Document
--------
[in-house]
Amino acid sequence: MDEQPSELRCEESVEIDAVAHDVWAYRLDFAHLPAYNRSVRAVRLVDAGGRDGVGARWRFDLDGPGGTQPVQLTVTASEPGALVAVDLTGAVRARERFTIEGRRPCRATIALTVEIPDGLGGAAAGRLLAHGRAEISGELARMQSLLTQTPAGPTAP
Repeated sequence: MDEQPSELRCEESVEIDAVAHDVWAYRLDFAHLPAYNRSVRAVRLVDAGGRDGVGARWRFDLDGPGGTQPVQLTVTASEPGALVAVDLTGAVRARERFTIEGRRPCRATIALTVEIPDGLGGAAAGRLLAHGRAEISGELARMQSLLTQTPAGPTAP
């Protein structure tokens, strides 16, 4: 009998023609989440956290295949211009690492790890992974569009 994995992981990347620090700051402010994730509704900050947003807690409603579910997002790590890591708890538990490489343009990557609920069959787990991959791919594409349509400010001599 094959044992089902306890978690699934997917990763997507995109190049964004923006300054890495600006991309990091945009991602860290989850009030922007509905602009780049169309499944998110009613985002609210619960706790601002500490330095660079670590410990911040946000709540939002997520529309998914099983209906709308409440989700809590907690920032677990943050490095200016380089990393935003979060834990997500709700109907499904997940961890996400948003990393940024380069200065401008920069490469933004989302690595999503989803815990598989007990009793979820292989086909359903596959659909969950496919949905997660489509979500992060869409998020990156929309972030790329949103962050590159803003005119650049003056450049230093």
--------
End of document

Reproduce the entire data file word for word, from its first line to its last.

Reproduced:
[in-house]
Amino acid sequence: MDEQPSELRCEESVEIDAVAHDVWAYRLDFAHLPAYNRSVRAVRLVDAGGRDGVGARWRFDLDGPGGTQPVQLTVTASEPGALVAVDLTGAVRARERFTIEGRRPCRATIALTVEIPDGLGGAAAGRLLAHGRAEISGELARMQSLLTQTPAGPTAP
Repeated sequence: MDEQPSELRCEESVEIDAVAHDVWAYRLDFAHLPAYNRSVRAVRLVDAGGRDGVGARWRFDLDGPGGTQPVQLTVTASEPGALVAVDLTGAVRARERFTIEGRRPCRATIALTVEIPDGLGGAAAGRLLAHGRAEISGELARMQSLLTQTPAGPTAP
């Protein structure tokens, strides 16, 4: 009998023609989440956290295949211009690492790890992974569009 994995992981990347620090700051402010994730509704900050947003807690409603579910997002790590890591708890538990490489343009990557609920069959787990991959791919594409349509400010001599 094959044992089902306890978690699934997917990763997507995109190049964004923006300054890495600006991309990091945009991602860290989850009030922007509905602009780049169309499944998110009613985002609210619960706790601002500490330095660079670590410990911040946000709540939002997520529309998914099983209906709308409440989700809590907690920032677990943050490095200016380089990393935003979060834990997500709700109907499904997940961890996400948003990393940024380069200065401008920069490469933004989302690595999503989803815990598989007990009793979820292989086909359903596959659909969950496919949905997660489509979500992060869409998020990156929309972030790329949103962050590159803003005119650049003056450049230093």